There was relief for some families earlier this month when the CQC published its report on NHS investigations into unexpected patient deaths. It concluded that investigations were poorly handled with too few lessons being learnt on how to prevent future deaths. The report also noted that bereaved families were essentially side lined with little or no information about their rights, or available support, when a relative dies.
Haven’t we heard this before?
One of the most damning statements in the report was: ‘Many carers and families do not find the NHS to be open and transparent’. Since the Mid-Staffs scandal, there have been numerous initiatives to improve openness between patients, their families and hospital staff including ‘Sign up to Safety’, the introduction of a Duty of Candour, and Robert Francis’ report into NHS reporting culture, among others. But how much has the NHS really learnt? And how many more initiatives can it take on board given the significant funding constraints and pressures it is currently facing?
More initiatives to prevent unnecessary death and injury
The prevention of unnecessary deaths is a familiar theme. In October this year, Jeremy Hunt announced another initiative, a consultation on a new ‘rapid resolution and redress’ scheme (basically a voluntary compensation scheme) for victims of maternal care negligence. This came on the back of a report, published in March, titled ‘Spotlight on Maternity’ in which Trusts were charged with the task of improving maternity outcomes (a Lancet report into numbers of stillbirths ranked the UK 24th out of 49 high income countries). In November 2015, Jeremy Hunt stated the government's ambition to halve all birth-related deaths and brain injuries by 20% by 2020 and 50% by 2030 - on the basis that if an organisation, at a local level, decides to focus on one particular area, then the outcomes will be greatly improved.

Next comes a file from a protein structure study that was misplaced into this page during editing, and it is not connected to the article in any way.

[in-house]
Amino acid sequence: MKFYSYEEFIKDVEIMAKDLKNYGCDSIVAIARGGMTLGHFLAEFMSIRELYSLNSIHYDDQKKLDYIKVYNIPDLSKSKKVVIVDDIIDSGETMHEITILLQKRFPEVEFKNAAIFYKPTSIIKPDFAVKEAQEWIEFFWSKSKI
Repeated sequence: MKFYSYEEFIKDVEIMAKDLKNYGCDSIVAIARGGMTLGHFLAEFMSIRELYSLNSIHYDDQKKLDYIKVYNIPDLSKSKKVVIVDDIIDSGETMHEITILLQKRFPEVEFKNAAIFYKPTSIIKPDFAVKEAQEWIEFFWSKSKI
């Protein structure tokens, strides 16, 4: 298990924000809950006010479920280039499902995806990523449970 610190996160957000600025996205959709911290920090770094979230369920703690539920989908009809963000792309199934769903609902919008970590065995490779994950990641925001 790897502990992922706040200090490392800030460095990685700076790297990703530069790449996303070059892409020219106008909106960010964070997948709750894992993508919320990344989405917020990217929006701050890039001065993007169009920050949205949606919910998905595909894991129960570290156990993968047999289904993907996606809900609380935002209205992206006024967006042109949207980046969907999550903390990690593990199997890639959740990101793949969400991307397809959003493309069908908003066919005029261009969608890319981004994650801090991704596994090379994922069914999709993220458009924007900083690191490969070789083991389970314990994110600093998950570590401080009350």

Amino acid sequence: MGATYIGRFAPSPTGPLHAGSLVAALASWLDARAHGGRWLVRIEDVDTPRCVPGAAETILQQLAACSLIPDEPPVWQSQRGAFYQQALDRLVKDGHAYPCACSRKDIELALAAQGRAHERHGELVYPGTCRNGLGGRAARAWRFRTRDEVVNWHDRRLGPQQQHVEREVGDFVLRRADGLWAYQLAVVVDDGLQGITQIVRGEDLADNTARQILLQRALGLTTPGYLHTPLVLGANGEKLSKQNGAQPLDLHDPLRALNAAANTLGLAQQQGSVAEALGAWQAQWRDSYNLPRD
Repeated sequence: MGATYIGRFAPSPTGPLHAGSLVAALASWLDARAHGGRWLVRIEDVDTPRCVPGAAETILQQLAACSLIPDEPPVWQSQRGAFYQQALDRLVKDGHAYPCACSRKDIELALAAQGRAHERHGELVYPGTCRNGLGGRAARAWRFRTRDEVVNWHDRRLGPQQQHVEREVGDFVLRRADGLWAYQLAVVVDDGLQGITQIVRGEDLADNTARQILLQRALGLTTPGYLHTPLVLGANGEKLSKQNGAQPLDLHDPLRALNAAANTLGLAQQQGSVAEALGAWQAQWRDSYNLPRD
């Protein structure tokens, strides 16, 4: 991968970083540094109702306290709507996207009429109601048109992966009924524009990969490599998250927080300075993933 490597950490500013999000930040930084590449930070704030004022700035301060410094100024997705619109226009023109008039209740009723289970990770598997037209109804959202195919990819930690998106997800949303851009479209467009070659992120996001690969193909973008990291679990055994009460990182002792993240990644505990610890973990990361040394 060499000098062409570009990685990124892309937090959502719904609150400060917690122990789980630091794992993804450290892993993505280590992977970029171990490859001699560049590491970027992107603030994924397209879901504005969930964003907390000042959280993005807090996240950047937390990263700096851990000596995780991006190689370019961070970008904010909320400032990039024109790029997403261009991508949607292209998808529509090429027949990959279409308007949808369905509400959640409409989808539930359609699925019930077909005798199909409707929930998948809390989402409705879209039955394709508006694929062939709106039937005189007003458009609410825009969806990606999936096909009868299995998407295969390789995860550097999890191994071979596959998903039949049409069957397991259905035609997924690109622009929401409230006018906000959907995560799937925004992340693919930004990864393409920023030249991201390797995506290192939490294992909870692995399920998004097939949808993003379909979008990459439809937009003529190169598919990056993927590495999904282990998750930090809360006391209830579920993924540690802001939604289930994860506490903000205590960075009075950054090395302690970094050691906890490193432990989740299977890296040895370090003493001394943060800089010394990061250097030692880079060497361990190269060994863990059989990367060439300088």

Learning from mistakes without fear of retribution
Understandably, any scheme (such as the one being proposed) to help reduce medical negligence claims is to be welcomed on the basis that prevention is better than cure. The proposals include the establishment of a ‘safe space’ where medical practitioners can ‘speak freely’ enabling them to ‘learn from their mistakes’ without fear of public disclosure or blame. This links back to the CQC finding that transparency is in short supply in the NHS but does little to address some of the fundamental problems faced by NHS Trusts, namely inadequate leadership, insufficient staffing and training levels, and cultural protectionism.
Small, incremental changes
The Sign up to Safety campaign acknowledges that progress has not been as good as hoped, or as sustained. Its desire to create ‘a joyful, trusting, open and optimistic approach to patient safety’ sounds increasingly like wishful thinking. However, it does emphasise that locally-led initiatives are most likely to succeed: concentrating on making small, incremental changes at Trust level will be more effective in the long run than trying to change an entire organisation. Thus, improving the way investigations into unexplained deaths are conducted and changing the way maternity services are delivered at hospital level, must be the way to go – providing the leadership is able and willing to drive through the changes.
Patient safety compromised by recruitment difficulties
The changes in the way Basildon Hospital was run, instigated by the (newly appointed) chief executive who put ‘compassion, care, openness, transparency and learning’ at the centre of their operations, ensured that it came out of special measures. Having the right leader in place, willing and able to implement recommendations for improving patient safety, internal culture and dealings with patients’ families is something all hospitals can, and should, aspire to. Funding is always going to be an issue but an innovative, open-minded approach to improvement can go a long way.